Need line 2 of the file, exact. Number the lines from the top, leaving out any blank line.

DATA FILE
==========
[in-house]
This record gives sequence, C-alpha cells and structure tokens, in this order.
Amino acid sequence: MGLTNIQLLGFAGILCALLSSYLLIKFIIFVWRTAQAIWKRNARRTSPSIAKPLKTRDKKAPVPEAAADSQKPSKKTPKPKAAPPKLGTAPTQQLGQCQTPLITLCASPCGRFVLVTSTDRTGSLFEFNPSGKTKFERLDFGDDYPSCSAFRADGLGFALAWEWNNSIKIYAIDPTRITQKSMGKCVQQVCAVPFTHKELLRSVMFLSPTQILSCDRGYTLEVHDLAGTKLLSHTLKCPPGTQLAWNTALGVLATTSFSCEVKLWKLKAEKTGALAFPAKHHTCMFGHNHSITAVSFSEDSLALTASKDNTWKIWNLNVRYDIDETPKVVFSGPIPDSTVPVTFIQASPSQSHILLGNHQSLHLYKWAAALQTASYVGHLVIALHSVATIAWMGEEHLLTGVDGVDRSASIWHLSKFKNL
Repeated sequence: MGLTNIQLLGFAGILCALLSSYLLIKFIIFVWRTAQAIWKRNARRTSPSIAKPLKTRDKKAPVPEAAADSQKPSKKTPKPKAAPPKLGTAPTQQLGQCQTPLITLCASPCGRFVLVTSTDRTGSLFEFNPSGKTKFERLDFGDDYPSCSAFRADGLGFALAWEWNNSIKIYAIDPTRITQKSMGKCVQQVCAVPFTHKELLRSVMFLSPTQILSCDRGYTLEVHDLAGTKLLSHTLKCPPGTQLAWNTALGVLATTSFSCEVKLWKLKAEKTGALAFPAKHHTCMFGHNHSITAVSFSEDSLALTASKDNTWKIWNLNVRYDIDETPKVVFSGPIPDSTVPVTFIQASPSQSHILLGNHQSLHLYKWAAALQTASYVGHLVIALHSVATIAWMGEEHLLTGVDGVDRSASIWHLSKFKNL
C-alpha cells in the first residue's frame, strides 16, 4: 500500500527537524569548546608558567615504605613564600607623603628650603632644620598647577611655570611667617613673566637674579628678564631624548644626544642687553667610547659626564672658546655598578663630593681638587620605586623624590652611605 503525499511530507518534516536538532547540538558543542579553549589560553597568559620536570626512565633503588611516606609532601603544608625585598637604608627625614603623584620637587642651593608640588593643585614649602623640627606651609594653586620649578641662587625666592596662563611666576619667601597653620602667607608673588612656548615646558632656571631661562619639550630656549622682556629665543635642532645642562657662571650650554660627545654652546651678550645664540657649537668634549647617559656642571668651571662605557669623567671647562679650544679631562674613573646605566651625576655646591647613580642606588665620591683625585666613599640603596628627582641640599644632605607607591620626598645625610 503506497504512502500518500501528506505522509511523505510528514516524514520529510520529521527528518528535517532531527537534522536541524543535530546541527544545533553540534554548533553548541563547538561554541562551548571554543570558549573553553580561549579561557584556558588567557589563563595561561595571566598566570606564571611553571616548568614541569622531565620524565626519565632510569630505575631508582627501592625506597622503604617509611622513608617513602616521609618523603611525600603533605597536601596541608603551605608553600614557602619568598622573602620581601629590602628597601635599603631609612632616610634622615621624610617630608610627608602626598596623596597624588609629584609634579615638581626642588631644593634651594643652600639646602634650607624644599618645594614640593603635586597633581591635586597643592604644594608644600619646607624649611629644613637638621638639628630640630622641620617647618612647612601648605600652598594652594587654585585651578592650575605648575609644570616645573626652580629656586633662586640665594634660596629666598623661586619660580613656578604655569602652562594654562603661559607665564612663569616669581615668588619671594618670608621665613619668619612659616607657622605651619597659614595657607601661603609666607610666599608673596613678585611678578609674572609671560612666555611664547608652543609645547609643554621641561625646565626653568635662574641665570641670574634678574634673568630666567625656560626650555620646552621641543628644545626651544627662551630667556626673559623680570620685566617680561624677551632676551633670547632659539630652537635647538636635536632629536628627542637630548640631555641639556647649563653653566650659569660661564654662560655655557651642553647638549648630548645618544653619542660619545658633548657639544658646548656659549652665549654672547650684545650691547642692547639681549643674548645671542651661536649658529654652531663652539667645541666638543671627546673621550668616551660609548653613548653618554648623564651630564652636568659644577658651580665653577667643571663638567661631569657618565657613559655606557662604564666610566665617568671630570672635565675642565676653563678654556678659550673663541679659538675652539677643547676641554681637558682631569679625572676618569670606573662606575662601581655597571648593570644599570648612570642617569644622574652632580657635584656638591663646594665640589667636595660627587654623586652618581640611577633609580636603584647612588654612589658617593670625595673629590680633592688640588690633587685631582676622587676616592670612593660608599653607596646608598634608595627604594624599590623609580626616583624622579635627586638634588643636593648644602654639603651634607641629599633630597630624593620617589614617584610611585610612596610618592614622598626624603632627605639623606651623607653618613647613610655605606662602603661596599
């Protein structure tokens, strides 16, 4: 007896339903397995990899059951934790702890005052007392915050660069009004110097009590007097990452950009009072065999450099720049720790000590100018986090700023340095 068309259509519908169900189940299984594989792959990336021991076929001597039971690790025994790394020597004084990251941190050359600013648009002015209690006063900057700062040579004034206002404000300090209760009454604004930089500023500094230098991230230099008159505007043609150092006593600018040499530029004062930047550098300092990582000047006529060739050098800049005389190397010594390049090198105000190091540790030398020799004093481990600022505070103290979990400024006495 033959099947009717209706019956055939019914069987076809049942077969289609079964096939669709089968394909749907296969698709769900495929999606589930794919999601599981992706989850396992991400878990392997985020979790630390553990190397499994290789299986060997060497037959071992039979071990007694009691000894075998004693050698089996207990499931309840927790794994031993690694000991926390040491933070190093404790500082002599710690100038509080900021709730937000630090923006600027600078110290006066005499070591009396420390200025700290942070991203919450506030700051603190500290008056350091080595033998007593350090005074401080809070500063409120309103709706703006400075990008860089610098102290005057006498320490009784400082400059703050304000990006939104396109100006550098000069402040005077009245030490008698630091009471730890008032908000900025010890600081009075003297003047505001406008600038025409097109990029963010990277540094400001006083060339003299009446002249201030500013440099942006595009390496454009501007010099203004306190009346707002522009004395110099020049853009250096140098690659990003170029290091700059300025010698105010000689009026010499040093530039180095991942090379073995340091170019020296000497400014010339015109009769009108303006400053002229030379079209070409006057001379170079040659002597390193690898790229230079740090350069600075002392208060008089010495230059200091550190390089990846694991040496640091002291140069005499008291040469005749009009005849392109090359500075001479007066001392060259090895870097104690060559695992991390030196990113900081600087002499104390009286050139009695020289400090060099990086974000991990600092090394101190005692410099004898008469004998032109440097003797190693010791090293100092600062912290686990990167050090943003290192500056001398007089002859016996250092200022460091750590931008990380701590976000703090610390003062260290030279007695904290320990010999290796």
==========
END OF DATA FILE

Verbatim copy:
This record gives sequence, C-alpha cells and structure tokens, in this order.